Warehouse 13: Season Two 13 June 28, 2011[39] July 5, 2011[40] July 4, 2012[41] Deleted Scenes, Gag Reel, "Crossing Over" Eureka cross over episode, A Thrilleromedy, A Stitch in Time, Designing the Warehouse,"Time Will Tell" Commentary, "Merge With Caution" Commentary, "Reset" Commentary, Video Blogs, Photo Gallery. Does not contain season 2 episode 13 "Secret Santa".
Warehouse 13: Season Three 13 July 10, 2012[42] September 17, 2012[43] November 7, 2013[44] Of Monster and Men – 10 part animated series including exclusive chapter, season 2 episode 13 Secret Santa, Gag Reel, Guest Starring..., Love Sick, Audio commentaries on The New Guy, 3...2...1... and The 40th Floor. Does not contain season 3 episode 13 The Greatest Gift. (The R2 DVD includes The Greatest Gift.)
Warehouse 13: Season Four 20 July 9, 2013[45] September 2, 2013[46] N/A Extended, Deleted and Alternate Scenes, Gag Reel, Grand Designs Web Series, Podcasts: No Pain, No Gain, Fractures, Endless Wonder, Second Chance, The Ones You Love, We All Fall Down, A New Hope, An Evil Within, Personal Effects, There’s Always a Downside, The Truth Hurts, The Sky’s the Limit[47]
Warehouse 13: Season Five 6 May 20, 2014[48] February 12, 2015 N/A Extended, Deleted and Alternate Scenes, Endless Deleted Scenes, Gag Reel, Holiday Episode: The Greatest Gift, Warehouse 13: Behind the Shelves, Podcasts: Endless Terror, Secret Service, A Faire to Remember, Savage Seduction, Cangku Shisi, Endless[49]
Warehouse 13: The Complete Series 64 May 20, 2014[48] Sep 15, 2014[50] N/A


Individual episodes can be purchased at the Google Play Store, iTunes, and Vudu.[51]

In other media


The first part of a five-part comic series was released in August 2011 by Dynamite Entertainment[52] with part five released in December 2011.[53] A trade paperback was released in May 2012 containing all five parts.[54]


See also


  1. ^ a b c d
  2. ^ a b
  3. ^
  4. ^
  5. ^
  6. ^
  7. ^ a b c d
  8. ^ a b c
  9. ^
  10. ^
  11. ^
  12. ^
  13. ^
  14. ^
  15. ^
  16. ^
  17. ^
  18. ^ a b c d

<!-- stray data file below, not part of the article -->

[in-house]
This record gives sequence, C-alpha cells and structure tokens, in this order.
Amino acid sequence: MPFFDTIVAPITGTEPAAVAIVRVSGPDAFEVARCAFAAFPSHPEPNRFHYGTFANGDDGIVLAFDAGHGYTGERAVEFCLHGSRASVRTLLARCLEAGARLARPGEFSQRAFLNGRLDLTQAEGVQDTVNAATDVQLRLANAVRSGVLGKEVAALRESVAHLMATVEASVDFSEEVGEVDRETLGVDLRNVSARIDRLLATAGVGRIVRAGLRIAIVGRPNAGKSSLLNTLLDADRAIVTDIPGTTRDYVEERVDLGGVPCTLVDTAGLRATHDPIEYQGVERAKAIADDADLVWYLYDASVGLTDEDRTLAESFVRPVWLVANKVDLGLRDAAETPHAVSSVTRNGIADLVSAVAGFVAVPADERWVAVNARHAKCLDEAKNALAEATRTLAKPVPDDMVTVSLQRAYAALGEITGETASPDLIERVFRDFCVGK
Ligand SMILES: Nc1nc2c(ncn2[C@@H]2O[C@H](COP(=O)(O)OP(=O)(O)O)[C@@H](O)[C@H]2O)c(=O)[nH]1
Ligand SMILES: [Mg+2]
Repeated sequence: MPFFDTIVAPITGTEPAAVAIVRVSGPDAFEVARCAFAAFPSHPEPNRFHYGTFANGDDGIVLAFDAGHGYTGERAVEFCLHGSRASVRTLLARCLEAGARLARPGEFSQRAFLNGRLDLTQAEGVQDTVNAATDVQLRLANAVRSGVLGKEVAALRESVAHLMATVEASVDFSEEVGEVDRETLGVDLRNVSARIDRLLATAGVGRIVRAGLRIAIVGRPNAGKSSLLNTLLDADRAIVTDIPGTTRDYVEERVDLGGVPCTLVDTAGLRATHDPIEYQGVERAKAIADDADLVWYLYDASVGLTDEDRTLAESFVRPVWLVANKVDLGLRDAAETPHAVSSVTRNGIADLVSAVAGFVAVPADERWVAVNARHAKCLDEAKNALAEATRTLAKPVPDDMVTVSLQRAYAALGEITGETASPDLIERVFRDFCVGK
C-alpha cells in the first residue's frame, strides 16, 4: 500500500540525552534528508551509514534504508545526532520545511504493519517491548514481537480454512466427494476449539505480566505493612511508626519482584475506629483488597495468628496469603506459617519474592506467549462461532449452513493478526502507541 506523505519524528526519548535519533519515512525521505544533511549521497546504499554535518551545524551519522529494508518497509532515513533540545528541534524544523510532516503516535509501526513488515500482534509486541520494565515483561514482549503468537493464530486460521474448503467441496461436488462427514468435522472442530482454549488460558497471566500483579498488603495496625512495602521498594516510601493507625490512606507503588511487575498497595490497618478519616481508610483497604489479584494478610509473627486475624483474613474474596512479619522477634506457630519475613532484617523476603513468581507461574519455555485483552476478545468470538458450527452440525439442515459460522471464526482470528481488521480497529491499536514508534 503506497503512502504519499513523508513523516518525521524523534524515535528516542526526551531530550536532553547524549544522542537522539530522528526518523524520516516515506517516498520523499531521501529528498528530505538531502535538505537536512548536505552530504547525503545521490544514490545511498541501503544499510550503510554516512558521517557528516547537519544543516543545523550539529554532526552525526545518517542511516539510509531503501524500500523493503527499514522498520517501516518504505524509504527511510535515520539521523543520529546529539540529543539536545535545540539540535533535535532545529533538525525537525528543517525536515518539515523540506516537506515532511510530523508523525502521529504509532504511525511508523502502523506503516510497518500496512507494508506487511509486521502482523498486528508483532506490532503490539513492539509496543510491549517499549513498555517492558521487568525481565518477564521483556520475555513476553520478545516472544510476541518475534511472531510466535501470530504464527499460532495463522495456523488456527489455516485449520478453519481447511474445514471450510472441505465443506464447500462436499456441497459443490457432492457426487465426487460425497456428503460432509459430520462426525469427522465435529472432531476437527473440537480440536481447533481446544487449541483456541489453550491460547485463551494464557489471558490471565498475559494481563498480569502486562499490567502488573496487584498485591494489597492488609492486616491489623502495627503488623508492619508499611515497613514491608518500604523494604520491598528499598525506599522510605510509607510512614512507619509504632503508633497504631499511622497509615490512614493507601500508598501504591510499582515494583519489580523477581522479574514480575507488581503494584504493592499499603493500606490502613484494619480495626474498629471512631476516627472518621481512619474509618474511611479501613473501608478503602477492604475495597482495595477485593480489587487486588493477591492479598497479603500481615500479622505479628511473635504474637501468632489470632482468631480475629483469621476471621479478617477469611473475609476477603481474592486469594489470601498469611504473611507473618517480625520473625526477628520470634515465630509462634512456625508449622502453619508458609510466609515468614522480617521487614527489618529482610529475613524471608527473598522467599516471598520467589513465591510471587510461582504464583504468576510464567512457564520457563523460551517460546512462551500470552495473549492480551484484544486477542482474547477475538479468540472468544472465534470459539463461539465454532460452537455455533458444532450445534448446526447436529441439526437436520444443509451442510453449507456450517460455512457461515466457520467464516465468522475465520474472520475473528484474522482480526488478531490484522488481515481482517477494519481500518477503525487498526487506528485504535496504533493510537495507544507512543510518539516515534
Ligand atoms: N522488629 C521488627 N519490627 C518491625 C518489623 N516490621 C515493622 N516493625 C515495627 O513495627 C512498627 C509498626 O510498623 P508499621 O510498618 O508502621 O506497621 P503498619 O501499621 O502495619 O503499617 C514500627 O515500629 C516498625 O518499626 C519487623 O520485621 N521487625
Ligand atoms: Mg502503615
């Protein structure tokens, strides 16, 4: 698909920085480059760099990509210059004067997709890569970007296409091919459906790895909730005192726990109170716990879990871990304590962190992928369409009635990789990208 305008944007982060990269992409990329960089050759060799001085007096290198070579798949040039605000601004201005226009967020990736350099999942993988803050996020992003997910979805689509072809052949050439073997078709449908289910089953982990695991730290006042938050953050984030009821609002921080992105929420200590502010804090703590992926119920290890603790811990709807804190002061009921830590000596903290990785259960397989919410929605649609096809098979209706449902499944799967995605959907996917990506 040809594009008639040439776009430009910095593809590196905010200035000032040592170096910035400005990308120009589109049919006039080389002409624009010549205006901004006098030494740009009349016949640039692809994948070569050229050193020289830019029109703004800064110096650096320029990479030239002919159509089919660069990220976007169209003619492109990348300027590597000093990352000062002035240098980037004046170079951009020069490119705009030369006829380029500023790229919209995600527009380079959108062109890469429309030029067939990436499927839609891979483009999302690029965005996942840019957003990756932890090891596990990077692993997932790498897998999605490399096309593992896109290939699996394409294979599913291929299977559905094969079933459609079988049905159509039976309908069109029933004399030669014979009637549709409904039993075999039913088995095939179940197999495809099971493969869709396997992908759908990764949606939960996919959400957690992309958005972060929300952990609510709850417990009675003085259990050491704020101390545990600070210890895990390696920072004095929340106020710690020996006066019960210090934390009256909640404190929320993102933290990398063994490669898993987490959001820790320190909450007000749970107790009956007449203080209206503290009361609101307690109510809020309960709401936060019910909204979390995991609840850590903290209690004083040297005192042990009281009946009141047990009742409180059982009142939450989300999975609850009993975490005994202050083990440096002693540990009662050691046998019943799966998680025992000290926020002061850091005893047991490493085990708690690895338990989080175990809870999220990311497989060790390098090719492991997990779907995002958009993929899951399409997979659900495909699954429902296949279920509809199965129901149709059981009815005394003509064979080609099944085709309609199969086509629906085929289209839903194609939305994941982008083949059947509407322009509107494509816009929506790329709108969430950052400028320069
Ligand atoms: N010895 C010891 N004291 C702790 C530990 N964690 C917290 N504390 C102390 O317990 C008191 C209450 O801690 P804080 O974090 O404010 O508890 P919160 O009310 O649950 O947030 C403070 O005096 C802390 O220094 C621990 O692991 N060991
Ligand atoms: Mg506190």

19. ^
  20. ^
  21. ^
  22. ^
  23. ^
  24. ^
  25. ^
  26. ^
  27. ^
  28. ^
  29. ^
  30. ^
  31. ^
  32. ^
  33. ^
  34. ^
  35. ^
  36. ^
  37. ^
  38. ^
  39. ^
  40. ^
  41. ^
  42. ^
  43. ^
  44. ^
  45. ^
  46. ^
  47. ^
  48. ^ a b
  49. ^
  50. ^
  51. ^
  52. ^
  53. ^
  54. ^

External links

This article was sourced from Creative Commons Attribution-ShareAlike License; additional terms may apply. World Heritage Encyclopedia content is assembled from numerous content providers, Open Access Publishing, and in compliance with The Fair Access to Science and Technology Research Act (FASTR), Wikimedia Foundation, Inc., Public Library of Science, The Encyclopedia of Life, Open Book Publishers (OBP), PubMed, U.S. National Library of Medicine, National Center for Biotechnology Information, U.S. National Library of Medicine, National Institutes of Health (NIH), U.S. Department of Health & Human Services, and, which sources content from all federal, state, local, tribal, and territorial government publication portals (.gov, .mil, .edu). Funding for and content contributors is made possible from the U.S. Congress, E-Government Act of 2002.
Crowd sourced content that is contributed to World Heritage Encyclopedia is peer reviewed and edited by our editorial staff to ensure quality scholarly research articles.
By using this site, you agree to the Terms of Use and Privacy Policy. World Heritage Encyclopedia™ is a registered trademark of the World Public Library Association, a non-profit organization.

Copyright © World Library Foundation. All rights reserved. eBooks from Project Gutenberg are sponsored by the World Library Foundation,
a 501c(4) Member's Support Non-Profit Organization, and is NOT affiliated with any governmental agency or department.